Appropriately, the Belmont is the movie's climax. And while it's hard to compete with the YouTube of the actual race, Wallace captures the amazement felt by the movie's primary characters as Secretariat continues to run faster and faster, despite Sham fading after 6 furlongs. With Secretariat so far ahead it looked like a solo morning workout and Lauren yells "Don't fall off Ronnie!" As CBS Television announcer Chic Anderson unforgettably described, "Secretariat is widening now! He is moving like a tremendous machine!"
Cynical turf writers Bill Nack (Kevin Connelly, HBO's Entourage) and Andrew Beyer (Eric Lange, from TV's Lost) are stunned as the big chestnut stallion destroys the field and they celebrate along with everyone else when Secretariat crosses the finish line. Big Red went off at 1-10 that day, paying only $2.20 on a $2.00 bet. Many winning bettors didn't cash their tickets, instead keeping them as souvenirs. Andrew Beyer would later devise the Beyer Speed Figure, an essential tool for any horse racing handicapper. Beyer has gone back and calculated that Secretariat ran a 139 that day, the highest ever assigned.
In a memorable scene Penny comments to Bill Nack that he writes like a poet and asks why he writes about horse racing. He replies that he used to cover politics, but he wanted to write about both ends of the horse instead. Nack's Secretariat: The Making of a Champion inspired the movie and was described by Red Smith as "The next best thing to watching Secretariat run."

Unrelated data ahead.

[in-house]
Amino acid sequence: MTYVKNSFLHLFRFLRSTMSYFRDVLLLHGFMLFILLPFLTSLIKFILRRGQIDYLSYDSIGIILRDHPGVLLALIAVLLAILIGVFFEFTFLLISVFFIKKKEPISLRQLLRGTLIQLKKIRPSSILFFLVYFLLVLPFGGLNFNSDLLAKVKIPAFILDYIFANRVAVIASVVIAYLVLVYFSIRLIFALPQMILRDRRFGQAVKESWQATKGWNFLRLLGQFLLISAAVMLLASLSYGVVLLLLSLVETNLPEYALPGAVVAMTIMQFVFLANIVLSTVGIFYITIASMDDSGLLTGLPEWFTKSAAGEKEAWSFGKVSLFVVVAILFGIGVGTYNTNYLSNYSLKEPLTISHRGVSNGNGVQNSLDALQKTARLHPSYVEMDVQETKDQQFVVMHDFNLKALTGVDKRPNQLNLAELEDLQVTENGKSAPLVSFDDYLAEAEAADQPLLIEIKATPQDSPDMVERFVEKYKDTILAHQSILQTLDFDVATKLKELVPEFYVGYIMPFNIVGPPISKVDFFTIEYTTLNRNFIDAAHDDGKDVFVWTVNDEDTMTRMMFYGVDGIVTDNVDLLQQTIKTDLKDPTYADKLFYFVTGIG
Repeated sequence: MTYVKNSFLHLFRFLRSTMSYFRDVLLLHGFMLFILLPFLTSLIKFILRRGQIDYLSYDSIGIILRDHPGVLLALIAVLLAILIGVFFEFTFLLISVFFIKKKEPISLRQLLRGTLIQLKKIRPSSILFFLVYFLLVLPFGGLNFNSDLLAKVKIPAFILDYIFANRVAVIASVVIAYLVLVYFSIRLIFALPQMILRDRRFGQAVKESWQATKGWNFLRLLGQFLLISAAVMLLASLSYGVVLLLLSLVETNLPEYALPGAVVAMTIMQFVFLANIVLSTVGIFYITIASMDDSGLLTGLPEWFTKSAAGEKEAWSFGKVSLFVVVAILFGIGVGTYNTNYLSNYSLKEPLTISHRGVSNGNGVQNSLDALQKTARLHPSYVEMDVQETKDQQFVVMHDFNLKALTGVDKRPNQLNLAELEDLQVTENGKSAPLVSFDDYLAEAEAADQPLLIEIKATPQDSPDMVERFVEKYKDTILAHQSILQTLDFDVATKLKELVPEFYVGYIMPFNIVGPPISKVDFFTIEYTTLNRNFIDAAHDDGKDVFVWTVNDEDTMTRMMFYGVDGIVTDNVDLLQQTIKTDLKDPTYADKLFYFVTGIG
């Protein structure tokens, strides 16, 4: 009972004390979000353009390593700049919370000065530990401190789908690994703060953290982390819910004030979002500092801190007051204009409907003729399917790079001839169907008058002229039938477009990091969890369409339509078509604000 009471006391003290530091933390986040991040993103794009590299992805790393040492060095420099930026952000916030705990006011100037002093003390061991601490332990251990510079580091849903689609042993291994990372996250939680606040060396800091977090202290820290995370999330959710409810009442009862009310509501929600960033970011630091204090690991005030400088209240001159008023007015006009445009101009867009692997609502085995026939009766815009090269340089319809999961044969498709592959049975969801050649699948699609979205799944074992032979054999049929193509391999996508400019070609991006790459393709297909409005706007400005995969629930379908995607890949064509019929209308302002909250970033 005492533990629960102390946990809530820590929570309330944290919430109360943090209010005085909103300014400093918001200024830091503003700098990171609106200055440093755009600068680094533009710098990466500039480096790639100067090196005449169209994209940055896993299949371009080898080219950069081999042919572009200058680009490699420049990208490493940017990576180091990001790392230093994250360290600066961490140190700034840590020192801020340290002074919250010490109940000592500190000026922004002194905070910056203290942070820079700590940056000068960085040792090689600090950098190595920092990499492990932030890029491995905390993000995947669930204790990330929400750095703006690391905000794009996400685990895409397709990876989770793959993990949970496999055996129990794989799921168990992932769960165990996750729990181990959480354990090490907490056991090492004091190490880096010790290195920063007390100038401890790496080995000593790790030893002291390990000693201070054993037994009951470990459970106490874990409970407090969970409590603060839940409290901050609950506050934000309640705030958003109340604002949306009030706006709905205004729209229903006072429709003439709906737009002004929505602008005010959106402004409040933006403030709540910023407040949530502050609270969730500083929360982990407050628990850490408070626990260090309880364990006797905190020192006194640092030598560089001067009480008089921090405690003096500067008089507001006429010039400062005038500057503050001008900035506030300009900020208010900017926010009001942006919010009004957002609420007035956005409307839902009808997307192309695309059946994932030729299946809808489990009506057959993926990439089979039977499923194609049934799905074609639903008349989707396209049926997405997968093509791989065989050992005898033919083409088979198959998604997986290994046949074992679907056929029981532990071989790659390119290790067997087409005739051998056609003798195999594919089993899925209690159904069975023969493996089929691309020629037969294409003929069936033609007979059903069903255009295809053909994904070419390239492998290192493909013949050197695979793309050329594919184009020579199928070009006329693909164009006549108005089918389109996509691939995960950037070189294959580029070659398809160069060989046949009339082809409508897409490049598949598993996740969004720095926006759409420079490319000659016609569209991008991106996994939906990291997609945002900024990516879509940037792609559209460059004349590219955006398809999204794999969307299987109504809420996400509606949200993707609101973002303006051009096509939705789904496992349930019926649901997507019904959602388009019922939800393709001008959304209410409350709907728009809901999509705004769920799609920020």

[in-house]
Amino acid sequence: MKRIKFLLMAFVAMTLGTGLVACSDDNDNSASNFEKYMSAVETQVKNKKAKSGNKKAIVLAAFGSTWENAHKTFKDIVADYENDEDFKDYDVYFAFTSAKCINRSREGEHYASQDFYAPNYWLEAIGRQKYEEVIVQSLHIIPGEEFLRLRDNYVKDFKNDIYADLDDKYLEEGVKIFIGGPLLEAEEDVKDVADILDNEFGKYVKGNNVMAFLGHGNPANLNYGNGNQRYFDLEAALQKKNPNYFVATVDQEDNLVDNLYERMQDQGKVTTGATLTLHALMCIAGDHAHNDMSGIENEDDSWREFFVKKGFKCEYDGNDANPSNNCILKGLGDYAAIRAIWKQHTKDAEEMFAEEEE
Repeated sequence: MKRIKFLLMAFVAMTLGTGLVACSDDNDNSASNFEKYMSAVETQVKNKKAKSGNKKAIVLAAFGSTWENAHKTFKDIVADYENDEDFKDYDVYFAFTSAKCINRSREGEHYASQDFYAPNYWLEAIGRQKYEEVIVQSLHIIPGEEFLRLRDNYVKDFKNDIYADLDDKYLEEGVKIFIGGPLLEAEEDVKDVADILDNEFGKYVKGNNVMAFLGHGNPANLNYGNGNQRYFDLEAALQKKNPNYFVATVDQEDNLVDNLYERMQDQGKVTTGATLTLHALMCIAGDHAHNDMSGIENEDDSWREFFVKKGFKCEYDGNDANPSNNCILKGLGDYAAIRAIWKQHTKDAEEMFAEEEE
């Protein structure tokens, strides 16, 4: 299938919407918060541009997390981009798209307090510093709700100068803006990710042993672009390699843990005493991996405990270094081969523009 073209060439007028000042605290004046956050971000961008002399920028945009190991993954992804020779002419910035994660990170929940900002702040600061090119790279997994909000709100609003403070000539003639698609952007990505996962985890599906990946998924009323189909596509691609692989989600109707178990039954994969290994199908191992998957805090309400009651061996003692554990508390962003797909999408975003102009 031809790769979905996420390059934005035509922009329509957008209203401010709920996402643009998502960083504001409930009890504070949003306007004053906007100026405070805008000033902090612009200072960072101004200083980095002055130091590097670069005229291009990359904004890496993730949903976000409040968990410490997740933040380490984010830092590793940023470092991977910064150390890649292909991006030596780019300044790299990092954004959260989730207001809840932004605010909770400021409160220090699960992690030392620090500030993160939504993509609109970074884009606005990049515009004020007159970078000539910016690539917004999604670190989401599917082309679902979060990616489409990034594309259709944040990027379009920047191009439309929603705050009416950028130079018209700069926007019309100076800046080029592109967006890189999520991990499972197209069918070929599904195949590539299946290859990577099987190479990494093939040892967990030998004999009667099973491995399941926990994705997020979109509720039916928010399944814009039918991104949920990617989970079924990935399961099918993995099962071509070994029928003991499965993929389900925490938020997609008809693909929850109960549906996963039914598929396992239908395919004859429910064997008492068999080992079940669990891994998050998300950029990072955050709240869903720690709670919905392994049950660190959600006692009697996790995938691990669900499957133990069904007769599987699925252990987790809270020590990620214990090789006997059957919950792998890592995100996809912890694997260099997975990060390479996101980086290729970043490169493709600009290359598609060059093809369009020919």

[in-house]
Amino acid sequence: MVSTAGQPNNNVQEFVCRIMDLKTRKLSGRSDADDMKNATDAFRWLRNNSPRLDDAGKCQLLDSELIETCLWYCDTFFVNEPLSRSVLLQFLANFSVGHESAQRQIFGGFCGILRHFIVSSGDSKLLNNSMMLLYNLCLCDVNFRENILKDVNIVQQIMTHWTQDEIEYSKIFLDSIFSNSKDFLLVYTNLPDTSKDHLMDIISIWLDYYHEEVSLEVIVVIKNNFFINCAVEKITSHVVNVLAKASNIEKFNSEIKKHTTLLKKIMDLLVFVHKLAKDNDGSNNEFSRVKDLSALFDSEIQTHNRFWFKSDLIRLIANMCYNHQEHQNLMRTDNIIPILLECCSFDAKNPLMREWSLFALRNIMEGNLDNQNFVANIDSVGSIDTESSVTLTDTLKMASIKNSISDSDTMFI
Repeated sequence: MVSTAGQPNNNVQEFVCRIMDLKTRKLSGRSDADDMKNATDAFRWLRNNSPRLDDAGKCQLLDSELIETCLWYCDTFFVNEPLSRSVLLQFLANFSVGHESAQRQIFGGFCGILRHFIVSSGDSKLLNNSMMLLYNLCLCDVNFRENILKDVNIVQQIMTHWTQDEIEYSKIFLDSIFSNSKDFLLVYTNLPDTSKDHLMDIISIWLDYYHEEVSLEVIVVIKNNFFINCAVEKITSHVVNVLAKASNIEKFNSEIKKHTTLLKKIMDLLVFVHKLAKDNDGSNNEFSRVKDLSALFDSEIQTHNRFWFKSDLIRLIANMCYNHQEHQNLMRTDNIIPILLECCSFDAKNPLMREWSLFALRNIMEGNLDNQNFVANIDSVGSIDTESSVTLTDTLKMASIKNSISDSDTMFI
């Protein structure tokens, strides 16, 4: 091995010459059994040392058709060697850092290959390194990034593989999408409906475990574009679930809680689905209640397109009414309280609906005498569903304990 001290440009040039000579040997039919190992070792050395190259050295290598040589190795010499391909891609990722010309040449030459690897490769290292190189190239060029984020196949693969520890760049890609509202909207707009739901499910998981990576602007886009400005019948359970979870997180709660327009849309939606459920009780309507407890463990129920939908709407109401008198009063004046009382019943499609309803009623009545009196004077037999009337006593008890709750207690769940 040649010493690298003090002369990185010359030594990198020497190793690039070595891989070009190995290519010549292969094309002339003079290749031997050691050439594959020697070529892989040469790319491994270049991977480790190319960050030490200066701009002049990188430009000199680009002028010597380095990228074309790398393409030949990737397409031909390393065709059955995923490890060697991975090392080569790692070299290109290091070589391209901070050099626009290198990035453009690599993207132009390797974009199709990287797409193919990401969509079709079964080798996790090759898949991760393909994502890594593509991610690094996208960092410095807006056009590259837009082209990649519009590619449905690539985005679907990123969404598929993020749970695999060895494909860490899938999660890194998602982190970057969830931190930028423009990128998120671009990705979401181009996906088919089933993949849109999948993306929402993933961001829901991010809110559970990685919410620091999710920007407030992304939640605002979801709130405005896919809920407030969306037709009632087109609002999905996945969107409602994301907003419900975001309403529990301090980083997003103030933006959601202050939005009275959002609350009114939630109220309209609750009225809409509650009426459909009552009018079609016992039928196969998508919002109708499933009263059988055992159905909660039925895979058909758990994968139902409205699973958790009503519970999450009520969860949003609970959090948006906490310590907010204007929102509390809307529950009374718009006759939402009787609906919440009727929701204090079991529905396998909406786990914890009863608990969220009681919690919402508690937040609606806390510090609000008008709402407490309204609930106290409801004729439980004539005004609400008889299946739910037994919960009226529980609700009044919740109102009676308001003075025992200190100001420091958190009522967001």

Nack recalls Secretariat as a "chivalrous prince of a colt who was playful and mischievous — he once grabbed my notebook out of my hand with his teeth, when I was talking to his groom, Ed Sweat — and stayed the same as a stallion at Claiborne. A kid could have ridden him. The older he got, it seemed, the more of a ham he became, and throughout his life he used to stop and pose whenever he heard the click of a camera."
Secretariat sired over 600 foals before he died in 1989, and was buried, unlike most horses who are cremated.
Sure, some poetic license was taken with the story. For one thing the movie makes no mention of Riva Ridge, another of Penny Tweedy's horses that came within one race of winning the Triple Crown the year before Secretariat. And it's hard to imagine that Pancho Martin (Nestor Serrano) who trained Sham was as big a loudmouthed jerk as he was portrayed in the movie.
But if a cavalry charge of horses at the top of the stretch makes your heart pound, this movie is a must. I, like my old friend Burt, have spent probably too much time contemplating the immediate futures of thoroughbreds, attempting to make a buck or two. Burt ranked Secretariat as his 3rd greatest horse of all time, behind Man o' War and Citation. Reasonable men can disagree. For my money Secretariat was the greatest horse of all time. There won't be another one like him. And there won't be another Burt Blumert. The only thing that would make Secretariat better is if Burt were here to see it.
October 19, 2010
Doug French [send him mail] is president of the Ludwig von Mises Institute and the author of Early Speculative Bubbles & Increases in the Money Supply. He received the Murray N. Rothbard Award from the Center for Libertarian Studies. See his tribute to Murray Rothbard.